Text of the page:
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Everyone loves a good corn dog. From freezer burned to deliciously golden brown in about 30 minutes in the oven, it’s the all-American snack for both kids and adults. Japan has its own version of this classic, known simply as the “American dog”, but instead of a corn-based batter it uses a wheat-based one. Many argue over the superiority of corn vs. wheat, but the fighting is about to end, because Korea has swooped in with its own version and it is mighty impressive. Introducing the Kogo!

The Kogo isn’t a new viral food that is only making waves recently, but actually a staple of Korean street-meat society. You may want to pack your bags and be ready to board a plane for Korea once you’ve seen a picture of one up close. We warned you…

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You might be thinking one of two things right now. Either A) “oh, that old thing”, or B) “what on earth is that?” For those who fall into category B, let us first explain the wonder that is the Kogo. Called a Kogo or Potato Dog, it’s a hot dog on a stick that is coated in tiny pieces of fried potato. French fries around your hot dog? Sounds like a dream come true! If you’ve ever wanted a little more oomph to the flavor profile of a corn dog, then you may want to give these guys a try. Slathered in ketchup, since hey, these are potatoes, they have built up a strong following by foodies in Korea.

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If you are a member of category A, you may have recognized this food from a Reddit post from three years ago. No signs of this ultimate junk food in Japan, but a lot of Japanese netizens seem to go out of their way, not to mock the Koreans for coming up with this delicious “monstrosity”, but to mock Americans, who surely love this kind of food. A quick search reveals that these heart stoppers, surprisingly, aren’t commonly found in the US, if at all. Not that there aren’t other food choices which would be equally bad for you.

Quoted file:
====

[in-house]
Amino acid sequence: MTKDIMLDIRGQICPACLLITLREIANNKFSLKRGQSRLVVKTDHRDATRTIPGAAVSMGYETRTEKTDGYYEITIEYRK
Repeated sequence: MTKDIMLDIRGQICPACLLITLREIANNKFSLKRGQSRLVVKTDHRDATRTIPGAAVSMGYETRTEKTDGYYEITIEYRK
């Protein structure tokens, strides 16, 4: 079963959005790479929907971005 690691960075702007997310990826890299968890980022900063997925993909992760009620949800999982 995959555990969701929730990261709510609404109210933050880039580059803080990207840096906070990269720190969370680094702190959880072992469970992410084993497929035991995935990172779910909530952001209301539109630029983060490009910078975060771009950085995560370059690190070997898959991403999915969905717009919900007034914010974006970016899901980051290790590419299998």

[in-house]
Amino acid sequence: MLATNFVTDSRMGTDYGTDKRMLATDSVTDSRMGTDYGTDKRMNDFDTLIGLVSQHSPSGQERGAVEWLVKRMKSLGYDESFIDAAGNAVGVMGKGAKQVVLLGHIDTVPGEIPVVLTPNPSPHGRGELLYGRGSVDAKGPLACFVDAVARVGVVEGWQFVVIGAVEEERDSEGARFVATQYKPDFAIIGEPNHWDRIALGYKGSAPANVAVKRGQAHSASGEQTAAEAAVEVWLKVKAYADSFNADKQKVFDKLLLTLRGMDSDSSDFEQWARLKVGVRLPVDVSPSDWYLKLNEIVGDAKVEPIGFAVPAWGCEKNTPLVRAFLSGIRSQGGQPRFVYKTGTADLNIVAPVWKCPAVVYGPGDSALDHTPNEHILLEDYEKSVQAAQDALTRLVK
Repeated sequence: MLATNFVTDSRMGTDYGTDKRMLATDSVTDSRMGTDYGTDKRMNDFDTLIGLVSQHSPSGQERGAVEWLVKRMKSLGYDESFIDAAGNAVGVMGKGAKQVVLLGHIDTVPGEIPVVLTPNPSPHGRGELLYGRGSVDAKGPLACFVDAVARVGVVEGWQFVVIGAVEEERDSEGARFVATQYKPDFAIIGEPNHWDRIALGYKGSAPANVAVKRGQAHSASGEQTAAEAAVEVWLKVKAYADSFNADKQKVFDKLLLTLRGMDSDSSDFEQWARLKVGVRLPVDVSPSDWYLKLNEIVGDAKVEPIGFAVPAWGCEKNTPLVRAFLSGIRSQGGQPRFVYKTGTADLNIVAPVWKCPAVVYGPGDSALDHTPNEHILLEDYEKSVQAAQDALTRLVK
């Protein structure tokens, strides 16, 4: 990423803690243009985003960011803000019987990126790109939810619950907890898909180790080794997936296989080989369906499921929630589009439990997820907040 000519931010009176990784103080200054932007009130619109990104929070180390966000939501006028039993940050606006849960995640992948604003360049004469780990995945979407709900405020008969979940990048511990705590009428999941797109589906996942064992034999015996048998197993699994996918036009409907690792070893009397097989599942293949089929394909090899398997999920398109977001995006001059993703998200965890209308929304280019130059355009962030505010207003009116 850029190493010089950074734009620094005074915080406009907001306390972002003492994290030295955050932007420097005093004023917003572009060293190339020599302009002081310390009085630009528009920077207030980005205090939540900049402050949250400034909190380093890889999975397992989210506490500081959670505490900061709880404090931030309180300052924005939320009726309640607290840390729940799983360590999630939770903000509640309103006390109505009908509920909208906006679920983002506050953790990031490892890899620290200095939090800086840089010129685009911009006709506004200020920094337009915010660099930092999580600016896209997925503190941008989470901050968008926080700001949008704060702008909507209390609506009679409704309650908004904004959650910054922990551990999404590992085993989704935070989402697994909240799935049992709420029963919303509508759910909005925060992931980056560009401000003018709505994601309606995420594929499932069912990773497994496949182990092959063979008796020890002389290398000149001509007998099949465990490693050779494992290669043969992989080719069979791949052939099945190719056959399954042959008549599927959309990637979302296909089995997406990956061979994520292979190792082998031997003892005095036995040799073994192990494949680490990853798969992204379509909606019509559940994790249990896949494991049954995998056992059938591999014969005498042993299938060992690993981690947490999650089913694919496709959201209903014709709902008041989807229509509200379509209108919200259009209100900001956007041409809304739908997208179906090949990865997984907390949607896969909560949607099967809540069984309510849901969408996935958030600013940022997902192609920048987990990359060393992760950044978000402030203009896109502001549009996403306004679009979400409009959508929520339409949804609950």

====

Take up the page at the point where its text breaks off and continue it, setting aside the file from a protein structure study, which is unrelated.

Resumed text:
Outside of Korea, it’s actually Canada that has taken up the charge of providing potato-wrapped hot dogs to the masses. The name, Kogo, comes from a popular brand of frozen corn dogs in Canada, Pogo, thus a Korean-style Pogo becomes a Kogo! You can find these “spud-dogs” at restaurants as close as Montreal.

Picks in Montreal, home of a pretty good burger too

kogo 7Image: Food Spotting

If you’ve got a fryer at home, it doesn’t seem to be too difficult to do it yourself. In fact, many people have tried; here’s a recipe you can attempt if you are craving some homemade meat on a stick. If you happen to take a trip out to Korea, you will find more than just simple potato dogs, you will find that Korean street vendors have taken serving a hot dog on a stick into a gotta try ‘em all flavor festival!

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These Korean masterpieces can be seen as early as 2007, which makes us wonder why Japan has taken this long to sit up and notice when the entire country seems to love French fries and hot dogs.

DIY Potato dog? Sure, why not!

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Here’s hoping you will start finding these sold at festival vendors next summer, if not an exact copy of the recipe, surely with a little Japanese twist. The wieners are in your court, Japan!

Source: Byokan Sunday
Images: The Last Appetite, Top image edited by RocketNews24